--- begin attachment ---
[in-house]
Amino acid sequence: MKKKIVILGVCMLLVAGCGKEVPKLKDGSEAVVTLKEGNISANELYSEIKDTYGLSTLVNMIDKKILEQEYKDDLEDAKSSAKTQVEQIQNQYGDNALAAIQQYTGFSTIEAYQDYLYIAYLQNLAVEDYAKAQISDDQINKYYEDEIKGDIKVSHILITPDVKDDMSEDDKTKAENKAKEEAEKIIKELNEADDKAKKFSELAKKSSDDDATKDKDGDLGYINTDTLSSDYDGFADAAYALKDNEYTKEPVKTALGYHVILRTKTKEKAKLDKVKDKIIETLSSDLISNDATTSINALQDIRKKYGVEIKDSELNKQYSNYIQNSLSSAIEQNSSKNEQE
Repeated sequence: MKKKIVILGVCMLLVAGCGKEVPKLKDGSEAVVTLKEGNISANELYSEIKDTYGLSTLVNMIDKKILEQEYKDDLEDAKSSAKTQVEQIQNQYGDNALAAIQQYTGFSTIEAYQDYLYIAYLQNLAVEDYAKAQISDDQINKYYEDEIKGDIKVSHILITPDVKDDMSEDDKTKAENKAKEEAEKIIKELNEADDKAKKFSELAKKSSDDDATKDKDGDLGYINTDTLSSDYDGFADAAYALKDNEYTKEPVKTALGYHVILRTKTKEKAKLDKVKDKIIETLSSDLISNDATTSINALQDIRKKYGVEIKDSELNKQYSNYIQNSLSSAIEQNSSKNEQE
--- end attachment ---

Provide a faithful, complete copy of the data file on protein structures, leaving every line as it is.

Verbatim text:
[in-house]
Amino acid sequence: MKKKIVILGVCMLLVAGCGKEVPKLKDGSEAVVTLKEGNISANELYSEIKDTYGLSTLVNMIDKKILEQEYKDDLEDAKSSAKTQVEQIQNQYGDNALAAIQQYTGFSTIEAYQDYLYIAYLQNLAVEDYAKAQISDDQINKYYEDEIKGDIKVSHILITPDVKDDMSEDDKTKAENKAKEEAEKIIKELNEADDKAKKFSELAKKSSDDDATKDKDGDLGYINTDTLSSDYDGFADAAYALKDNEYTKEPVKTALGYHVILRTKTKEKAKLDKVKDKIIETLSSDLISNDATTSINALQDIRKKYGVEIKDSELNKQYSNYIQNSLSSAIEQNSSKNEQE
Repeated sequence: MKKKIVILGVCMLLVAGCGKEVPKLKDGSEAVVTLKEGNISANELYSEIKDTYGLSTLVNMIDKKILEQEYKDDLEDAKSSAKTQVEQIQNQYGDNALAAIQQYTGFSTIEAYQDYLYIAYLQNLAVEDYAKAQISDDQINKYYEDEIKGDIKVSHILITPDVKDDMSEDDKTKAENKAKEEAEKIIKELNEADDKAKKFSELAKKSSDDDATKDKDGDLGYINTDTLSSDYDGFADAAYALKDNEYTKEPVKTALGYHVILRTKTKEKAKLDKVKDKIIETLSSDLISNDATTSINALQDIRKKYGVEIKDSELNKQYSNYIQNSLSSAIEQNSSKNEQE